6 costs you’ll need to weigh up when starting your business
In all businesses, there are start-up costs you can’t avoid. These include taxes, salaries and keeping a roof over your head. But what are some of the costs you might not be foreseeing, and how can you keep these costs down as much as possible?
Paying for an office can be a revenue killer. It’s not just the space you’re paying for; it’s also the cost of heating the place, getting the right furnishings set up, keeping the water running, the internet working. Most business owners think they need an office regardless and usually try and get space in the most desirable neighborhood in the city, but if that’s your goal, you’re going to rack up skyrocketing bills.
Is it possible to work from home? Can you go to clients directly instead of trying to impress them with a space of your own? Is it possible to make use of a co-working office that you pay for per month (and which comes with amenities included)? Might it be an idea to open up a spot in a cheaper neighborhood?
Consider these options before you take the plunge.
Research shows that the average business in America with fewer than five employees is unlikely to have a website. That’s a shame, because a website is a brilliant way of attracting business.
However, if you’re unfamiliar with how much websites cost you can quickly find yourself staring down the barrel of a big invoice.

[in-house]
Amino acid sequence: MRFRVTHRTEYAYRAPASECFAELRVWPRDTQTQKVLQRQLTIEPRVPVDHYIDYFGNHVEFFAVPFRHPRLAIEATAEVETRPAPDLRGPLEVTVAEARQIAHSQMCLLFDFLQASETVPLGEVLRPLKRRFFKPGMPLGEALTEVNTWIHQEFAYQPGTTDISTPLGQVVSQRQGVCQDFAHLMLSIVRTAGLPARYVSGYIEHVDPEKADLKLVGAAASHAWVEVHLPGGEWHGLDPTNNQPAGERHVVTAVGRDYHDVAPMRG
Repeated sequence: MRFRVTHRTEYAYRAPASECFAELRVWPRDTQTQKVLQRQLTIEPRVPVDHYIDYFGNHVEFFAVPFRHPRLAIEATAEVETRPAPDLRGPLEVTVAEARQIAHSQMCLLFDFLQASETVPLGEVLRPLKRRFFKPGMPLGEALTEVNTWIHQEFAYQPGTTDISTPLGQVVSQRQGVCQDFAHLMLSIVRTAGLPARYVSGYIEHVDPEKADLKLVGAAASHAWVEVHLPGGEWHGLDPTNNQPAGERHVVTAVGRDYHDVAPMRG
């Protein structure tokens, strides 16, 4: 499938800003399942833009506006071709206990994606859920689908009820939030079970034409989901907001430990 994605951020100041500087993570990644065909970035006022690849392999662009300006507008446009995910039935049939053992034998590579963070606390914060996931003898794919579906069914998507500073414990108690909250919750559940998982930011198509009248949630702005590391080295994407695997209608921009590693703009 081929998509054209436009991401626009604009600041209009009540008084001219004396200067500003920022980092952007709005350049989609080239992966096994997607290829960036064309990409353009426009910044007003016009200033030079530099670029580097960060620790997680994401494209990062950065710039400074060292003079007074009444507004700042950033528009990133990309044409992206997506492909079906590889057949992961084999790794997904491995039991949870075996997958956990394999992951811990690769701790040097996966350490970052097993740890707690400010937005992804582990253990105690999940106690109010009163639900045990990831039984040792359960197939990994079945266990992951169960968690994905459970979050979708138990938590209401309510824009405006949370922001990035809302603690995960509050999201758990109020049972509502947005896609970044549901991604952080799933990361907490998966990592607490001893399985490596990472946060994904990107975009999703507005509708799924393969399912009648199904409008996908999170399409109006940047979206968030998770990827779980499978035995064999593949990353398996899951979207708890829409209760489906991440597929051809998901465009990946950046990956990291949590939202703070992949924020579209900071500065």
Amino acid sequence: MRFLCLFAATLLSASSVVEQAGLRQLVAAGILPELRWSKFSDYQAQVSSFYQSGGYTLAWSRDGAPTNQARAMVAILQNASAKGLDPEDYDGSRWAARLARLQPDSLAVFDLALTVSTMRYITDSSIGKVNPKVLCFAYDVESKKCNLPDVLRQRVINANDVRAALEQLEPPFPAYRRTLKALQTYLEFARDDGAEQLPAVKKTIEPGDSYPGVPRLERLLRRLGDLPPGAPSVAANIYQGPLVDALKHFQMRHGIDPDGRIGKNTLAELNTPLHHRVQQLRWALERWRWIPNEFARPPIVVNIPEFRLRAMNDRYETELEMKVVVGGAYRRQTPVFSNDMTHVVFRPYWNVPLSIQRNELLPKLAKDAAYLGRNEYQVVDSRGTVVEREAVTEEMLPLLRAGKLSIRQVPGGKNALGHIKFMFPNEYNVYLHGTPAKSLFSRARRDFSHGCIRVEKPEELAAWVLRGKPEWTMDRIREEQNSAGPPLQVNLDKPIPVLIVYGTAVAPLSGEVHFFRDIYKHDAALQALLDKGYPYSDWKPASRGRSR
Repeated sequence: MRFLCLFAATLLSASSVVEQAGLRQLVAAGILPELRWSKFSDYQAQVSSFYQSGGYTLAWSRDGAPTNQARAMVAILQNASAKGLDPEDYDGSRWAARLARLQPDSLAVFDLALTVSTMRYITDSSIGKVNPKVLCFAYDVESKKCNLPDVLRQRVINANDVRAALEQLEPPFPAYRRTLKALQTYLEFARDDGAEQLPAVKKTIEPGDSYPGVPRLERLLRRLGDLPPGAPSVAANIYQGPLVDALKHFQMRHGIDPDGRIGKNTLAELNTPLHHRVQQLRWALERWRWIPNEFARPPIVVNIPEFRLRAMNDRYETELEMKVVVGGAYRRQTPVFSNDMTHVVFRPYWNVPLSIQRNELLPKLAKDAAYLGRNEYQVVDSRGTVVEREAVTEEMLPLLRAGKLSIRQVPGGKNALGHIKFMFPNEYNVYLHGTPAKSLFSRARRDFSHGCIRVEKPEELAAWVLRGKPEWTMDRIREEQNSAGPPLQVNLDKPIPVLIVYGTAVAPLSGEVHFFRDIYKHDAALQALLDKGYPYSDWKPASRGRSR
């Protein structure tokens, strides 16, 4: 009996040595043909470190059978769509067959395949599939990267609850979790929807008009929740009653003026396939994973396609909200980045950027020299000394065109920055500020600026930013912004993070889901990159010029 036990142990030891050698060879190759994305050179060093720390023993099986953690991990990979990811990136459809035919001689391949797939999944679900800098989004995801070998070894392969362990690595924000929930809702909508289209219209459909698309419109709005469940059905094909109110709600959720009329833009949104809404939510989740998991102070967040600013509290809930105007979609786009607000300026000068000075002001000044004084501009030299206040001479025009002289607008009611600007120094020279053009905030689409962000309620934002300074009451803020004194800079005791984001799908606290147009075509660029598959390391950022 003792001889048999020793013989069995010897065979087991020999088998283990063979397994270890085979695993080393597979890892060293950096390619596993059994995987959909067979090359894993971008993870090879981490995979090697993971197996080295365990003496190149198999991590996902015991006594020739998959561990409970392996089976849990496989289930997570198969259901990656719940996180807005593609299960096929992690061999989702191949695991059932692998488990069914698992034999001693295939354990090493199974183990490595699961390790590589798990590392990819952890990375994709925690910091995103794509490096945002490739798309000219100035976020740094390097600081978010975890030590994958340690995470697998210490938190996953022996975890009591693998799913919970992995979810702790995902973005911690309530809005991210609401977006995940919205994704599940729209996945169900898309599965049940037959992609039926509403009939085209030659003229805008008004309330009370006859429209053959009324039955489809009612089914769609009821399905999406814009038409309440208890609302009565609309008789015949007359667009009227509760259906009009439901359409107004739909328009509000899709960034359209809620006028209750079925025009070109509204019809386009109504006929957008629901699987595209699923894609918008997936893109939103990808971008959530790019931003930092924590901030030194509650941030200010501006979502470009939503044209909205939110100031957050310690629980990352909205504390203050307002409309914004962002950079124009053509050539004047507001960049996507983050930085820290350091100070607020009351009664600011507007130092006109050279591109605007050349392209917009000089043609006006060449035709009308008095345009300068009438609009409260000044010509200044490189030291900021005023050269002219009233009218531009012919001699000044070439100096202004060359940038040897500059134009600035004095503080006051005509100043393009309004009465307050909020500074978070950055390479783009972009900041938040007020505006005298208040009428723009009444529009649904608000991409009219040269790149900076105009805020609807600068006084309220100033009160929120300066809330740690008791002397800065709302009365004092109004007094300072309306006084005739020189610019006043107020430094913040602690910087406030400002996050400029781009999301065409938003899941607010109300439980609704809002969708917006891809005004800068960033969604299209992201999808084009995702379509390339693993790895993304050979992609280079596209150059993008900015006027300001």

You’ll need to buy a domain name (the bits after the www.) and pay to have your website “hosted” online at a minimal fee. The actual building of the website is where the price increases, and where you need to be smart. Either partner with a website builder who will keep the price low and develop the website in “Wordpress”, or build a site yourself using Wix or Squarespace – both are cheap website builders designed for the layman.
The cost of traveling can rack up quickly, and if you’re in the consulting business, you’ll be commuting more than most.
Consider getting a travel business credit card which will give you rewards. Also, consider using Skype for those long-distance meetings. Once you’ve met a client face to face once or twice, it’s usually not necessary to make repeated stops at their place of work.
Cash flow is always a huge issue for SMEs and late-playing clients can be a real headache. Specify your desired payment policy upfront (30 days after the invoice is received, etc) and get it written into the contract.
Also, always make sure you’ve got cash in reserve to keep you afloat during a tricky month. Cash flow tends to be the number one reason SMEs go out of business.
Wouldn’t it be nice if word of mouth made you rich and famous on its own? In the likely event this doesn’t happen you’re going to want to consider advertising your service. Why not Google AdWords, which will let you bid on key terms/phrases that best describe your business? Bid enough, and your business will show up on the first page of Google any time a user looks up this search term. The good thing about Google’s tools is you can track the success your ad is having and make quick and easy changes on-the-fly.